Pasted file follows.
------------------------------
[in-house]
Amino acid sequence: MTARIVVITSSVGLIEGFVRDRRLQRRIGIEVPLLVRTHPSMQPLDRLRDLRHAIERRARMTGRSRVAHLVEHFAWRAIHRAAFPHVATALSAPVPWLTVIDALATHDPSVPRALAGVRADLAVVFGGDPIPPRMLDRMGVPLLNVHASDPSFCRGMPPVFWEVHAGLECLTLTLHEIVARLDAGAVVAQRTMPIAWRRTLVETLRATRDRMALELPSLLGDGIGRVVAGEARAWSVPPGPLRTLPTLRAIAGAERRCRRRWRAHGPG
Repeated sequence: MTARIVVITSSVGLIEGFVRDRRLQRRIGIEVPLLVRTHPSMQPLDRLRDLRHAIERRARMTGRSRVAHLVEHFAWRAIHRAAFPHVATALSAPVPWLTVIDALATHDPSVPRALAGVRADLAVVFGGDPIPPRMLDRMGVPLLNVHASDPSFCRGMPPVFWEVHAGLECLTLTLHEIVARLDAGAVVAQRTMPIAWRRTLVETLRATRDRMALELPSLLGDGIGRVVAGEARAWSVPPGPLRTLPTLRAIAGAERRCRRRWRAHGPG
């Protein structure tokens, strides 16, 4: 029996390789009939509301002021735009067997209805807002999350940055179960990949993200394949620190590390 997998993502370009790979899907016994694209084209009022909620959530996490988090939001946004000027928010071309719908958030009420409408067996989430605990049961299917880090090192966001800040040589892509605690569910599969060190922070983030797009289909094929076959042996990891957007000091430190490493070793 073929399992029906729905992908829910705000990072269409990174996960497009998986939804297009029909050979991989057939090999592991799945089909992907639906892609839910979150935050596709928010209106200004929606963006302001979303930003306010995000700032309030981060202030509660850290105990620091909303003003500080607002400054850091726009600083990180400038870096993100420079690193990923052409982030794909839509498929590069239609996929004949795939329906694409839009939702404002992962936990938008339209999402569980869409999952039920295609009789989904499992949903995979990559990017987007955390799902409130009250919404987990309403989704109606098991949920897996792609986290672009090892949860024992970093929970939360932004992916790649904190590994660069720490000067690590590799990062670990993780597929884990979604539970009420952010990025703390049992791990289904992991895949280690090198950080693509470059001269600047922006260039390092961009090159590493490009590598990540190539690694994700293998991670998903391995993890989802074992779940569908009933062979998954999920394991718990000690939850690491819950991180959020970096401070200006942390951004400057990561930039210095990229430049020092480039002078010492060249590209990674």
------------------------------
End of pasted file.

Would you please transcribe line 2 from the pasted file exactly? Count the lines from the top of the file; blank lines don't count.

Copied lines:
Amino acid sequence: MTARIVVITSSVGLIEGFVRDRRLQRRIGIEVPLLVRTHPSMQPLDRLRDLRHAIERRARMTGRSRVAHLVEHFAWRAIHRAAFPHVATALSAPVPWLTVIDALATHDPSVPRALAGVRADLAVVFGGDPIPPRMLDRMGVPLLNVHASDPSFCRGMPPVFWEVHAGLECLTLTLHEIVARLDAGAVVAQRTMPIAWRRTLVETLRATRDRMALELPSLLGDGIGRVVAGEARAWSVPPGPLRTLPTLRAIAGAERRCRRRWRAHGPG